Every time a massive data theft or breaches happens, I keep kicking myself for not starting up that list of all such compromises that I promised myself I would start (and maintain here on ZDNet). The last one of these, which I think is also the largest, involved 26.5 million records containing the personal information of U.S. veterans. I don't think most people realize how bad the situation is which is why I thought a list would have more impact. The problem is compounded in some cases by the failure to report the theft or breach on a timely basis. In the case of the U.S. veteran data, the Veterans Administration (VA) didn't report the data for nearly three weeks.
Whereas public disclosure requirements exist in some states like California, they don't in others. Things are less organized at the federal level where at least two separate bills are under consideration by the Senate and at least another two are under consideration by the House. In the House, the two forms of relevant legislation that are varying stages of devlopement are the Financial Data Protection Act of 2006 (House Commerce Committee) and the Cyber Security Enhancement and Consumer Data Protection Act (House Committee on the Judiciary). The former is considered a joke by some because of the way disclosure is only triggered in the event that a breach is "reasonably likely to result in substantial harm or inconvenience" to consumers whose personal information was included in the breach. Similar "toothless bills" are being considered in states like Arizona. Not surprisingly (some lobby is obviously at work here), in a bit of foxes watching the henhouses, the highly subjective measurement of harm is left to the data custodian to conduct.
According to Wired Magazine, Microsoft is on record as favoring the low threshold:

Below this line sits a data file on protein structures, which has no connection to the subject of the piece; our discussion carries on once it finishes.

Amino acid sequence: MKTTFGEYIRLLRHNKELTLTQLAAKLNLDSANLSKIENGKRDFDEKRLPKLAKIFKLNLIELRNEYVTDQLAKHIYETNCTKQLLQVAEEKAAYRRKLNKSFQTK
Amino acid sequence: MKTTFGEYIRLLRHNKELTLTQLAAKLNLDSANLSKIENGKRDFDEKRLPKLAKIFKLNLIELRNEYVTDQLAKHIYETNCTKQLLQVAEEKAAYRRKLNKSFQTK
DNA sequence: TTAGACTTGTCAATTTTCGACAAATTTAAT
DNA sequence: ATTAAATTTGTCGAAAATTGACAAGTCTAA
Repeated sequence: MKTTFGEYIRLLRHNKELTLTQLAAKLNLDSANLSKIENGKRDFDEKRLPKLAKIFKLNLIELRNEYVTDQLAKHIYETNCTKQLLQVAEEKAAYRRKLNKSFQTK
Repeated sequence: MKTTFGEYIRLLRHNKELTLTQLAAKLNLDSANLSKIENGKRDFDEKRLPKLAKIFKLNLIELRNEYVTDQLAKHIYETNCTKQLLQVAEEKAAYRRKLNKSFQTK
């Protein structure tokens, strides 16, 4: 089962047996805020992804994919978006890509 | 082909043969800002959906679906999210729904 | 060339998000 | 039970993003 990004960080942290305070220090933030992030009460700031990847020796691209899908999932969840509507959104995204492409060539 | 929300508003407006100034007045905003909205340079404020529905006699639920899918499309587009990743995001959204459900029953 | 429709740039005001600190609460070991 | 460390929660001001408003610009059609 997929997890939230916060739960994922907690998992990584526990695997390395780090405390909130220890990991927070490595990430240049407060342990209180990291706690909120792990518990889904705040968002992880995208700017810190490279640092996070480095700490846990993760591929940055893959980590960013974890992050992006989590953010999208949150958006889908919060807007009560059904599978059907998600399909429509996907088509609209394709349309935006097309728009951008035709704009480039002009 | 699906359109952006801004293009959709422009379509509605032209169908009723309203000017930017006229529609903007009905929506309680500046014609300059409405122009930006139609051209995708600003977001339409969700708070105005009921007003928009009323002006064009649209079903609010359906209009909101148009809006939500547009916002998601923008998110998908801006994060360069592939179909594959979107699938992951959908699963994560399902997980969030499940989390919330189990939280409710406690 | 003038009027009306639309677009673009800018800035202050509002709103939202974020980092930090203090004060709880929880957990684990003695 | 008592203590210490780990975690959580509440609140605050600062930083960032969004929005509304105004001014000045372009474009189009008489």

In 2002, the Federal Trade Commission charged Microsoft with falsely claiming that consumer data held in its Passport electronic wallet service was highly secure. The company settled, agreeing to bolster Passport's security......Speaking to a roomful of privacy advocates, [Microsoft lawyer Michael] Hintze outlined a detailed plan for a federal law that he said would protect consumers while clarifying the responsibilities of corporate America.....Microsoft prefers that customers be notified only when a company determines there's a "reasonable risk of a material harm happening to a consumer," said Hintze. "If the trigger is too low ... people will get notice fatigue. People will get notices all the time."
To that I say, fatigue me. Notify me. Immediately. I don't know about you, but when I find out that someone who I've entrusted my personal information to loses track of that information, I want to know so I can take my business elsewhere. And there's nothing like the risk of consumer inflicted financial penalty to scare the daylights out of any business.
What does any of this have to do with my headline. Well, I'm not going to bother making that list. That's because the Privacy Rights Clearing House already has one that lists the breaches that have been reported. There's no telling what ones haven't been reported. But I'll venture a guess that the list of unreported incidents far outnumbers the list of reported ones. Based on the size and frequency of these breaches (as well as brand names involved -- brand names we assumed we could trust), theft of your identity doesn't appear to be an "if" question. If it hasn't happened already, it's just a question of when. A very sad state of the state if you ask me.